In Graphic Design Less Is More: Or Does it Confuse Your Brand?

Let’s be honest, the minimalist trend is definitely bangin’ right now in graphic design. Helvetica is just as popular as ever and the trend is shifting to a flatter, simpler look. Earlier in the millennia it was all about maximalism and seeing how much stuff you could cram into a design without making it look like crap. But, I’m not opposed to it since it can be an impactful style when used in context. Much like maximalist design, minimalist design comes in handy with proper execution.

The Beauty of Helvetica

Anyone can take Helvetica, set it in big, bold type with a witty saying and call it “minimalist”, but graphic designers should know better. Minimalism is about being able to convey a complete concept/idea with as little clutter and visual noise as possible. When I stumbled upon Antrepo, a group of designer’s minimalist redesigns of existing brands I got to thinking: while it looks cool, is it even effective?

Example 1

Example 2

I admit that there are many brands out there that could do without some of the excess on their labels. Some even in dire need of an entire brand redesign. But most of the time the solution is definitely not slapping Helvetica onto the packaging and calling it trendy and modern.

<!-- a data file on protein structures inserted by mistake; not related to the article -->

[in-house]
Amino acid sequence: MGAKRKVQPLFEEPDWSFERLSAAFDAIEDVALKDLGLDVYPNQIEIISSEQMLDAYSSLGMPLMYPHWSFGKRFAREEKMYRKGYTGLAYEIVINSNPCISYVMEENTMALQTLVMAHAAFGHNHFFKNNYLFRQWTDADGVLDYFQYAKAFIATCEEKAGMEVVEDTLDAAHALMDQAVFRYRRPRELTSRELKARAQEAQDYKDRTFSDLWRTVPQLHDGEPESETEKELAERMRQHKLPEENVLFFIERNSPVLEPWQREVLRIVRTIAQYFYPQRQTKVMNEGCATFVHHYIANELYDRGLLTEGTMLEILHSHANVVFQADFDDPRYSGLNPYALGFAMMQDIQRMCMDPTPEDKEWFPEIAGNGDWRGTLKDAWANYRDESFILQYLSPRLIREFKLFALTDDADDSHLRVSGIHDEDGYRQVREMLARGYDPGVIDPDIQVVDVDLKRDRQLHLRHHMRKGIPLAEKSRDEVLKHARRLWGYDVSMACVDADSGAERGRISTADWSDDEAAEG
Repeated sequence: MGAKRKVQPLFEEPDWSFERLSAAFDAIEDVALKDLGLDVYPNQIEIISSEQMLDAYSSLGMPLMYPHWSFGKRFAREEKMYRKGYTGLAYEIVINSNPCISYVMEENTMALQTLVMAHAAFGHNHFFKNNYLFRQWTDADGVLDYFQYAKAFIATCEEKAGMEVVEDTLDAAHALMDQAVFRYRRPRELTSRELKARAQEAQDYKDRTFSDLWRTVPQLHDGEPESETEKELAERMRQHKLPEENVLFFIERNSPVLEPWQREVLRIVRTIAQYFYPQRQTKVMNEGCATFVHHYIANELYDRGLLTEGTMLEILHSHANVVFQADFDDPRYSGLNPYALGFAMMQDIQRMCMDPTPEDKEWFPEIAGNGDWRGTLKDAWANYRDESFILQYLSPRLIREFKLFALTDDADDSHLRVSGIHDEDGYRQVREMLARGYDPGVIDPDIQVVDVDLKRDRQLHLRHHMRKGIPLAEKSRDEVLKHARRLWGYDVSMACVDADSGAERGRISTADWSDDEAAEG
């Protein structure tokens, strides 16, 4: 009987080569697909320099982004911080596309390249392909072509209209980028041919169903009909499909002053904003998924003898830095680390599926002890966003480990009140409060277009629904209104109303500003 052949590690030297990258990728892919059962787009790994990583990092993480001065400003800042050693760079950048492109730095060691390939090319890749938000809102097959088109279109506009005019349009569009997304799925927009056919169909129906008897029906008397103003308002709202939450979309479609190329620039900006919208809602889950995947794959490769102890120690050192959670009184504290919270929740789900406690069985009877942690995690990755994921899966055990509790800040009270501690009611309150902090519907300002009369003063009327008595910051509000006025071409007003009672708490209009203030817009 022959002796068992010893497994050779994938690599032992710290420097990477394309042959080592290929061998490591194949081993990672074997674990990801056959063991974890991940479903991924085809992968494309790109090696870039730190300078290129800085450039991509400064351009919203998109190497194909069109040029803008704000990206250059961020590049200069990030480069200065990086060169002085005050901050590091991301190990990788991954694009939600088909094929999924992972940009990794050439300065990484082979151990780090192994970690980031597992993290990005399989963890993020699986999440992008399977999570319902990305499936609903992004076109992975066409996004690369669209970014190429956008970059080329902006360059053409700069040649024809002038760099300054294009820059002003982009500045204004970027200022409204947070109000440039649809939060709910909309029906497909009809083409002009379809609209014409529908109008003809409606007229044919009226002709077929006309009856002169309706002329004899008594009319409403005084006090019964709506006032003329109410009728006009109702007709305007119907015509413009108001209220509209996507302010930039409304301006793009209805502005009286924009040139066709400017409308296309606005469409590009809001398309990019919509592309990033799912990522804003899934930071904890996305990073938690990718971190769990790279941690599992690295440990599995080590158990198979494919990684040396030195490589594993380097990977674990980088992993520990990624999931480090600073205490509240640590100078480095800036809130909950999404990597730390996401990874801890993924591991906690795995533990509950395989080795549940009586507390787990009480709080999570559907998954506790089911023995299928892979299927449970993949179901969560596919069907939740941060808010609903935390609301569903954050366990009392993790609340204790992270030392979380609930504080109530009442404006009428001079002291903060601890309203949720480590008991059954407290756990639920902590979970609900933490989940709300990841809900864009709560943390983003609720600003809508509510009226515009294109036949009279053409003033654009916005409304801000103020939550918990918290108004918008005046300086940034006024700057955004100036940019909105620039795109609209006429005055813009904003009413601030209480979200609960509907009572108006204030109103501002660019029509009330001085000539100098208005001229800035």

In the second set of redesigns that Antrepo dished out, the very, very minimalist versions are almost devoid of personality and lack anything to make it stand out on the shelves. Which, I’m pretty sure, is the complete opposite of what you’re supposed to be doing for a brand. Unless it’s some new avant-garde approach that hasn’t quite caught on yet (you heard it here first, everyone).

Is Minimalist Design Good For Brands?

I think minimalist design works best with more established brands because consumers already know what the product is for. Take Nutella, for example: most people know what it is, so we won’t need large images of bread smothered in the product. But that leaves the question of whether or not having that smothered bread actually makes consumers crave the product more (I know I would). These kinds of decisions might end up being make or break for a brand, although you never know until it happens.

That isn’t to say that there aren’t some successful minimalist redesigns out there! Other bloggers put out their own lists of logo redesigns that were buzzing on the internet throughout 2013 and I think some of them are definite winners. What do you think of the redesigns; successes or total failures? Which are your faves?

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